Steven Sondheimer, MD

Steven Sondheimer, MD, is professor of obstetrics and gynecology at the University of Pennsylvania.  He is a board-certified obstetrician/gynecologist with a subspecialty in reproductive endocrinology and infertility.  On the 35th anniversary of the Roe v. Wade decision, Dr. Sondheimer spoke to a group of pro-choice physicians, medical students, and supporters about the dangers of illegal abortion he witnessed as a medical student.

“Legally induced abortion is a common event in the lives of women and families in the United States. Abortion has always been common but not always legal and not always safe. Prior to 1974, every large city had a hospital with a ward that was occupied with women who were bleeding or infected from unsafe abortions.

“I remember as a medical student at Penn accompanying my resident on the ob/gyn service to the ER. They were all he’s at that time; there were very few women in ob/gyn. He said to me there are certain things you need to know when seeing a reproductive age woman who is bleeding. He told me that you need to do a history; histories are not always accurate, so you also need to look for evidence of trauma, of burning of the vagina, injury to the vagina or a foreign, sharp object within the vagina.

“He told me that you need to start a large bore IV. You don’t know if the woman may go into septic shock, and the large IV allows for a rapid infusion of blood. Then you need to cross match her blood type against blood available in the hospital’s blood bank. Four units would need to be available in an emergency. You also need to get an X ray, both a flat plate and an erect abdominal film to look for a possible foreign object in the uterus or gas gangrene or air under the diaphragm, which can represent a uterine perforation. It was common in those days to do this workup for every patient in the ER with vaginal bleeding.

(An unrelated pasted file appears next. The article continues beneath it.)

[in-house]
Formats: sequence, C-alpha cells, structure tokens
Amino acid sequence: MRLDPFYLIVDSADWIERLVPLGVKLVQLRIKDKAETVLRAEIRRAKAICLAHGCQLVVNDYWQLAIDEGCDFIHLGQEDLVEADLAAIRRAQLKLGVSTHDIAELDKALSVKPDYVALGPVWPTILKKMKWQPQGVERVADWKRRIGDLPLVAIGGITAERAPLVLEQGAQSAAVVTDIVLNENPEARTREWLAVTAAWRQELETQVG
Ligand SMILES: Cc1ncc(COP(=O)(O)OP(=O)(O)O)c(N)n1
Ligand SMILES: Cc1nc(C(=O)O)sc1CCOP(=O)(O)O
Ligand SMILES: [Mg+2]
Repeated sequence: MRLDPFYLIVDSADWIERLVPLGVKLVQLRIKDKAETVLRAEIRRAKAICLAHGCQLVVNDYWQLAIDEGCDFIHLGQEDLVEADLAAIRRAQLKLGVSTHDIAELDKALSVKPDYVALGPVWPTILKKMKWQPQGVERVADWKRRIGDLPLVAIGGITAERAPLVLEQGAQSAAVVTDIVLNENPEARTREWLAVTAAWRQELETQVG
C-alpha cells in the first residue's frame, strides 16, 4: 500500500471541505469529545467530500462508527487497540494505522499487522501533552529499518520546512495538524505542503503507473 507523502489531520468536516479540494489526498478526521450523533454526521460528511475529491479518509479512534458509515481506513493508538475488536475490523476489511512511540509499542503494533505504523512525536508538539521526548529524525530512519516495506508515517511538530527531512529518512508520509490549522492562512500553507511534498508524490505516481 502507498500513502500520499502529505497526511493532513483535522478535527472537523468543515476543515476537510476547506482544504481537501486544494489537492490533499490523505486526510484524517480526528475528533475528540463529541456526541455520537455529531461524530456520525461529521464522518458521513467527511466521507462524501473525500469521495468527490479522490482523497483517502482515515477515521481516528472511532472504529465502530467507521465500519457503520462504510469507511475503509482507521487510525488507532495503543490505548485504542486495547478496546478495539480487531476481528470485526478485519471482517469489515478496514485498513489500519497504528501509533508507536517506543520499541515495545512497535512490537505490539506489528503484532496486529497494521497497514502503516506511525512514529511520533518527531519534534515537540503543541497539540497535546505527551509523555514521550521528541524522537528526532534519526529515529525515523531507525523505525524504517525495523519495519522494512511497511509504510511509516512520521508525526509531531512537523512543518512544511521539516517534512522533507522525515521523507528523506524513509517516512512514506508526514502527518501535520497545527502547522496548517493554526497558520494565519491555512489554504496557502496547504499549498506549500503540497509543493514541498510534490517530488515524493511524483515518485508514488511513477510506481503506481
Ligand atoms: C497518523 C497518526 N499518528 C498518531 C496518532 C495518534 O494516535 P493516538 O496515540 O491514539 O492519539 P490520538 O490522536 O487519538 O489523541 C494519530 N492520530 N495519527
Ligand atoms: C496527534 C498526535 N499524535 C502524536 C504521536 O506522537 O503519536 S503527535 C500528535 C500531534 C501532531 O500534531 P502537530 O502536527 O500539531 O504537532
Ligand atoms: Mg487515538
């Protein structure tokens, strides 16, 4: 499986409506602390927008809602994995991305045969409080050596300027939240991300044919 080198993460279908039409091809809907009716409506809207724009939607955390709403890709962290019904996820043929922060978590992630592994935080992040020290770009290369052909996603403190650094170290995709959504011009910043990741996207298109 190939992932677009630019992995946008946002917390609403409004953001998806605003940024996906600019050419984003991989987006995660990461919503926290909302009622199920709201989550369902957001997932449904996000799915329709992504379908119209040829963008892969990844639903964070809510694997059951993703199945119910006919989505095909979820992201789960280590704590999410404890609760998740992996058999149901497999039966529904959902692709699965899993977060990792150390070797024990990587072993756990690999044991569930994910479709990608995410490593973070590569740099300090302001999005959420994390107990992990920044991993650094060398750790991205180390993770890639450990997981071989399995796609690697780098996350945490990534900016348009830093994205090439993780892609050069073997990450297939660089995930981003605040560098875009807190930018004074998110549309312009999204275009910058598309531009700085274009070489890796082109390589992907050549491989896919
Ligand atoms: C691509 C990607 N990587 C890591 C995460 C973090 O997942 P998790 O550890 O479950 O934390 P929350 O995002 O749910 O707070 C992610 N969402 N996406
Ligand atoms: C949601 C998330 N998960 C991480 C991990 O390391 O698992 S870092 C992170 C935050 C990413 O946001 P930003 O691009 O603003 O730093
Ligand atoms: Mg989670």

“Ward K on the first floor of the Dulles building had many beds occupied with women who were bleeding or infected from unsafe abortion.

“Two years after Roe v. Wade, by the time I was a resident, there were no women in ward K who were the victims of unsafe, infected abortion. That had completely disappeared. These changes occurred in a very short time between my transition from pre-Roe to post Roe v. Wade.

“These events made an impression on me and stayed with me, but I was a kid at the time, and I never questioned the appropriateness of safe and legal abortion. I wasn’t a political person and don’t remember fighting for legal abortion, but I was—and am—grateful for those who did.”